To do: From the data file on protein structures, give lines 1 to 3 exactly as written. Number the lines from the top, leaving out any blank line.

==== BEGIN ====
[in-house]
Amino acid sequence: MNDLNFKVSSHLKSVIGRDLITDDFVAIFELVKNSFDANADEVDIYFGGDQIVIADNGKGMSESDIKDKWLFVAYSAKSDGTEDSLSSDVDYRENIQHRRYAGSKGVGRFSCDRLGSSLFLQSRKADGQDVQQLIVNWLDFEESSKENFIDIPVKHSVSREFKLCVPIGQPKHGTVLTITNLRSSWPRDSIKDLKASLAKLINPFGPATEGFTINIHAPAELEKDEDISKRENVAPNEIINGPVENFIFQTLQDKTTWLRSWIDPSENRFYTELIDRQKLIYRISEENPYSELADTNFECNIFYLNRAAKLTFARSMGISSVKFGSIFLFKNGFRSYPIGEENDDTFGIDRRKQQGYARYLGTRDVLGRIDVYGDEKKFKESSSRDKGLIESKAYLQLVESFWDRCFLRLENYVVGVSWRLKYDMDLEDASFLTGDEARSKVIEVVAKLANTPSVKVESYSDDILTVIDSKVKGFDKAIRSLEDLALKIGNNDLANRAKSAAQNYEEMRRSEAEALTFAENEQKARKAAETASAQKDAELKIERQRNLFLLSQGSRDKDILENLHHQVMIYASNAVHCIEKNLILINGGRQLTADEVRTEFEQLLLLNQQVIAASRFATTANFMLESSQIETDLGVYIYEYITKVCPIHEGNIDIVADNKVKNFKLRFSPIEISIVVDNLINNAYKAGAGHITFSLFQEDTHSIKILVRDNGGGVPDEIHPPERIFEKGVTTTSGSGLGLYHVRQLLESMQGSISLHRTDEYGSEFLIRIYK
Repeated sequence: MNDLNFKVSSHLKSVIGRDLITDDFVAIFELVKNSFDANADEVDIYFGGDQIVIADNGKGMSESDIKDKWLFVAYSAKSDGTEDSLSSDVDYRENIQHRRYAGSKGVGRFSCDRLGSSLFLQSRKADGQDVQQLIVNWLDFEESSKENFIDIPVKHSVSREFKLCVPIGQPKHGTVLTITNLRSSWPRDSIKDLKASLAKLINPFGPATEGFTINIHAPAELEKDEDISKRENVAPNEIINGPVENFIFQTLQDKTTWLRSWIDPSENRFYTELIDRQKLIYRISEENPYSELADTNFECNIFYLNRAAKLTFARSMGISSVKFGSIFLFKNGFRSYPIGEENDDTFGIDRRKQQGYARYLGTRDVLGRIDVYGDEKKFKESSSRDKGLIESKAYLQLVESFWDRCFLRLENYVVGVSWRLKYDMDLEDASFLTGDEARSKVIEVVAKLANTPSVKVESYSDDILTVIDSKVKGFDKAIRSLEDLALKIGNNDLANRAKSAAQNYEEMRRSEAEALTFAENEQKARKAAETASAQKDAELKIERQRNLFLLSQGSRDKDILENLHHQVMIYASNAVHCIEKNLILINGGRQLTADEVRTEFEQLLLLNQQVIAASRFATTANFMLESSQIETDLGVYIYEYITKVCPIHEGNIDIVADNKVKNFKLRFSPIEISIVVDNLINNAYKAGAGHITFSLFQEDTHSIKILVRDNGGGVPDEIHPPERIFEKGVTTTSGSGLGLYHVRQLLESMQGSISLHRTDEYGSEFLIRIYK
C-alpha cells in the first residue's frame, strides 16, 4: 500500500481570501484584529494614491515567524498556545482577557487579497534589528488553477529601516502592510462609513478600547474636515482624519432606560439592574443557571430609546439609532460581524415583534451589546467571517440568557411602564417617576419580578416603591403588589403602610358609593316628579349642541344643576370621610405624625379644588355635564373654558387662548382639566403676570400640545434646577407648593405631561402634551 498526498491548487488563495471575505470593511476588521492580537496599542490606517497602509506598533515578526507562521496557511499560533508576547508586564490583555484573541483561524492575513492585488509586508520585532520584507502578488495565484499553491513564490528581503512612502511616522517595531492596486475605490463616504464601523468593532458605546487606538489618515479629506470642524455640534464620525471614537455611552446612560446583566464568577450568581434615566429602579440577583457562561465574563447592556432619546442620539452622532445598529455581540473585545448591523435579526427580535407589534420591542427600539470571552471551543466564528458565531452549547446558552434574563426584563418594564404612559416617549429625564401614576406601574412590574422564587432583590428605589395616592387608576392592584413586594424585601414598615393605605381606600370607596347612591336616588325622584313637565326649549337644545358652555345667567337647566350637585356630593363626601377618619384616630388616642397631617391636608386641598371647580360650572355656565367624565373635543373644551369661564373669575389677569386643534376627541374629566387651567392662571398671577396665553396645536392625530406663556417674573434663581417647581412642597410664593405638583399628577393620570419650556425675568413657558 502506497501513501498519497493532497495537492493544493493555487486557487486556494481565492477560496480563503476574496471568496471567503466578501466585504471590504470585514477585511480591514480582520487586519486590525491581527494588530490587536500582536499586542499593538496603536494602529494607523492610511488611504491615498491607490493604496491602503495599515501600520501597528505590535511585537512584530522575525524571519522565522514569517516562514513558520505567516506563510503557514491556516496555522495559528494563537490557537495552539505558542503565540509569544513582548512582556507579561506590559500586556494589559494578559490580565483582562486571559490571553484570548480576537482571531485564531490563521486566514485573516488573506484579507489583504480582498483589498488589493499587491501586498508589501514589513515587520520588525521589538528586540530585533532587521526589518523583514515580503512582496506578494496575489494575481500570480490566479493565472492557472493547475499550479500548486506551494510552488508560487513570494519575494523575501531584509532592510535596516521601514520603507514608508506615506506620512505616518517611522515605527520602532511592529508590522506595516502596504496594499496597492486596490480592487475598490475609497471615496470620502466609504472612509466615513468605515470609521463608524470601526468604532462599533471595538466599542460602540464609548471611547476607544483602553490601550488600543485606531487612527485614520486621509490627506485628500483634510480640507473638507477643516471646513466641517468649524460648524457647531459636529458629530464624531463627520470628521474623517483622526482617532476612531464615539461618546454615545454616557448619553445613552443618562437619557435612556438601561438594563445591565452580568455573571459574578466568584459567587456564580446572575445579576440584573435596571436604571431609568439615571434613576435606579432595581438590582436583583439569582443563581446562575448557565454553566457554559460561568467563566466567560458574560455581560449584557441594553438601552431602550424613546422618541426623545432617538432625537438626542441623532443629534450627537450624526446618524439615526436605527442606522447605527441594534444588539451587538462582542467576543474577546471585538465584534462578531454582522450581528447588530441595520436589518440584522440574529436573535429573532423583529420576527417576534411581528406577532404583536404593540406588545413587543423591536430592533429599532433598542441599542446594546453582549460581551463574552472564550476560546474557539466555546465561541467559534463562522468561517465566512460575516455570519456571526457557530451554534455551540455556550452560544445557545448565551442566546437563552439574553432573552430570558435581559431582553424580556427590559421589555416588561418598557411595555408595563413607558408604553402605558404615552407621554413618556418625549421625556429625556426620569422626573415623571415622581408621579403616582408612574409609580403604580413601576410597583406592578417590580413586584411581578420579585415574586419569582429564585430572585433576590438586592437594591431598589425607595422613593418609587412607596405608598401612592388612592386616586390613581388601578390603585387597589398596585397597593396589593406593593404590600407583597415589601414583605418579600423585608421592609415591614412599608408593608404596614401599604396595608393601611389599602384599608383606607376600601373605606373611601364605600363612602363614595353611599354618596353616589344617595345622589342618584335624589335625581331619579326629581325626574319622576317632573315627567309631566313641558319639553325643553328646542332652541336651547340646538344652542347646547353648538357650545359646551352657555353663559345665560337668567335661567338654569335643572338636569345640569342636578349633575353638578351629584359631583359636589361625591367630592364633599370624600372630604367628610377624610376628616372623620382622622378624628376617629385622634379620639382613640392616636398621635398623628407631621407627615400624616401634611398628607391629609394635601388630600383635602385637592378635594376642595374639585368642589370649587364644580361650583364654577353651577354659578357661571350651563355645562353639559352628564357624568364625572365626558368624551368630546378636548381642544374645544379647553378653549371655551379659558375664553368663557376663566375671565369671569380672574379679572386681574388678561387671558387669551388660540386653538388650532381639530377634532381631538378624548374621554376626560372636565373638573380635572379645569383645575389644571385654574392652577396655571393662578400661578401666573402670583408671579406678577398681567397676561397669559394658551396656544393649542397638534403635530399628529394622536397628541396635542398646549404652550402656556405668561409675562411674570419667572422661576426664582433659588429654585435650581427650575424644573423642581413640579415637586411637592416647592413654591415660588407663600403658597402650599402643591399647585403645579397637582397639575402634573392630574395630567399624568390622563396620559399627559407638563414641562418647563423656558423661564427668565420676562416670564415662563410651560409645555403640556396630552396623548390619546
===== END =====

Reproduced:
[in-house]
Amino acid sequence: MNDLNFKVSSHLKSVIGRDLITDDFVAIFELVKNSFDANADEVDIYFGGDQIVIADNGKGMSESDIKDKWLFVAYSAKSDGTEDSLSSDVDYRENIQHRRYAGSKGVGRFSCDRLGSSLFLQSRKADGQDVQQLIVNWLDFEESSKENFIDIPVKHSVSREFKLCVPIGQPKHGTVLTITNLRSSWPRDSIKDLKASLAKLINPFGPATEGFTINIHAPAELEKDEDISKRENVAPNEIINGPVENFIFQTLQDKTTWLRSWIDPSENRFYTELIDRQKLIYRISEENPYSELADTNFECNIFYLNRAAKLTFARSMGISSVKFGSIFLFKNGFRSYPIGEENDDTFGIDRRKQQGYARYLGTRDVLGRIDVYGDEKKFKESSSRDKGLIESKAYLQLVESFWDRCFLRLENYVVGVSWRLKYDMDLEDASFLTGDEARSKVIEVVAKLANTPSVKVESYSDDILTVIDSKVKGFDKAIRSLEDLALKIGNNDLANRAKSAAQNYEEMRRSEAEALTFAENEQKARKAAETASAQKDAELKIERQRNLFLLSQGSRDKDILENLHHQVMIYASNAVHCIEKNLILINGGRQLTADEVRTEFEQLLLLNQQVIAASRFATTANFMLESSQIETDLGVYIYEYITKVCPIHEGNIDIVADNKVKNFKLRFSPIEISIVVDNLINNAYKAGAGHITFSLFQEDTHSIKILVRDNGGGVPDEIHPPERIFEKGVTTTSGSGLGLYHVRQLLESMQGSISLHRTDEYGSEFLIRIYK
Repeated sequence: MNDLNFKVSSHLKSVIGRDLITDDFVAIFELVKNSFDANADEVDIYFGGDQIVIADNGKGMSESDIKDKWLFVAYSAKSDGTEDSLSSDVDYRENIQHRRYAGSKGVGRFSCDRLGSSLFLQSRKADGQDVQQLIVNWLDFEESSKENFIDIPVKHSVSREFKLCVPIGQPKHGTVLTITNLRSSWPRDSIKDLKASLAKLINPFGPATEGFTINIHAPAELEKDEDISKRENVAPNEIINGPVENFIFQTLQDKTTWLRSWIDPSENRFYTELIDRQKLIYRISEENPYSELADTNFECNIFYLNRAAKLTFARSMGISSVKFGSIFLFKNGFRSYPIGEENDDTFGIDRRKQQGYARYLGTRDVLGRIDVYGDEKKFKESSSRDKGLIESKAYLQLVESFWDRCFLRLENYVVGVSWRLKYDMDLEDASFLTGDEARSKVIEVVAKLANTPSVKVESYSDDILTVIDSKVKGFDKAIRSLEDLALKIGNNDLANRAKSAAQNYEEMRRSEAEALTFAENEQKARKAAETASAQKDAELKIERQRNLFLLSQGSRDKDILENLHHQVMIYASNAVHCIEKNLILINGGRQLTADEVRTEFEQLLLLNQQVIAASRFATTANFMLESSQIETDLGVYIYEYITKVCPIHEGNIDIVADNKVKNFKLRFSPIEISIVVDNLINNAYKAGAGHITFSLFQEDTHSIKILVRDNGGGVPDEIHPPERIFEKGVTTTSGSGLGLYHVRQLLESMQGSISLHRTDEYGSEFLIRIYK